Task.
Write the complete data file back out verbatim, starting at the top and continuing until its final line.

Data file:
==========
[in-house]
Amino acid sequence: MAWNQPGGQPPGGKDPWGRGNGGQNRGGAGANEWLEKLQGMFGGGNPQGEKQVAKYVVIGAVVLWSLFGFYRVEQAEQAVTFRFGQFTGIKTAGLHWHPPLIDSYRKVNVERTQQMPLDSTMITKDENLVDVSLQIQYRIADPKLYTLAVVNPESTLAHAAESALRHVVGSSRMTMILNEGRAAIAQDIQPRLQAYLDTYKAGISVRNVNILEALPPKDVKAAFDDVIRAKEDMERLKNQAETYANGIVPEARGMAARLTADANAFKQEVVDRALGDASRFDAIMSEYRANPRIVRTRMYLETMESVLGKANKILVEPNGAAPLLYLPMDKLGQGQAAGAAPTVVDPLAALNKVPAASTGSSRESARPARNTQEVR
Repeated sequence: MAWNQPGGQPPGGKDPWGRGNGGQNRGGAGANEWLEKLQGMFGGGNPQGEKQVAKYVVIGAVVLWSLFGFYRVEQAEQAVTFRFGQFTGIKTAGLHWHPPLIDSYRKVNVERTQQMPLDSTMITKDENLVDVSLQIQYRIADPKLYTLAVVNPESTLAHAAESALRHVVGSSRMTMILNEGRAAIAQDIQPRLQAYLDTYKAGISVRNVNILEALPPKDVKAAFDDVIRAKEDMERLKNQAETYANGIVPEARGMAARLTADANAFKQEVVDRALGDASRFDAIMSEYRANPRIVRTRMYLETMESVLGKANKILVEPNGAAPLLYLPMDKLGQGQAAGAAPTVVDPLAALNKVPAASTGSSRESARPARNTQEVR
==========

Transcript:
[in-house]
Amino acid sequence: MAWNQPGGQPPGGKDPWGRGNGGQNRGGAGANEWLEKLQGMFGGGNPQGEKQVAKYVVIGAVVLWSLFGFYRVEQAEQAVTFRFGQFTGIKTAGLHWHPPLIDSYRKVNVERTQQMPLDSTMITKDENLVDVSLQIQYRIADPKLYTLAVVNPESTLAHAAESALRHVVGSSRMTMILNEGRAAIAQDIQPRLQAYLDTYKAGISVRNVNILEALPPKDVKAAFDDVIRAKEDMERLKNQAETYANGIVPEARGMAARLTADANAFKQEVVDRALGDASRFDAIMSEYRANPRIVRTRMYLETMESVLGKANKILVEPNGAAPLLYLPMDKLGQGQAAGAAPTVVDPLAALNKVPAASTGSSRESARPARNTQEVR
Repeated sequence: MAWNQPGGQPPGGKDPWGRGNGGQNRGGAGANEWLEKLQGMFGGGNPQGEKQVAKYVVIGAVVLWSLFGFYRVEQAEQAVTFRFGQFTGIKTAGLHWHPPLIDSYRKVNVERTQQMPLDSTMITKDENLVDVSLQIQYRIADPKLYTLAVVNPESTLAHAAESALRHVVGSSRMTMILNEGRAAIAQDIQPRLQAYLDTYKAGISVRNVNILEALPPKDVKAAFDDVIRAKEDMERLKNQAETYANGIVPEARGMAARLTADANAFKQEVVDRALGDASRFDAIMSEYRANPRIVRTRMYLETMESVLGKANKILVEPNGAAPLLYLPMDKLGQGQAAGAAPTVVDPLAALNKVPAASTGSSRESARPARNTQEVR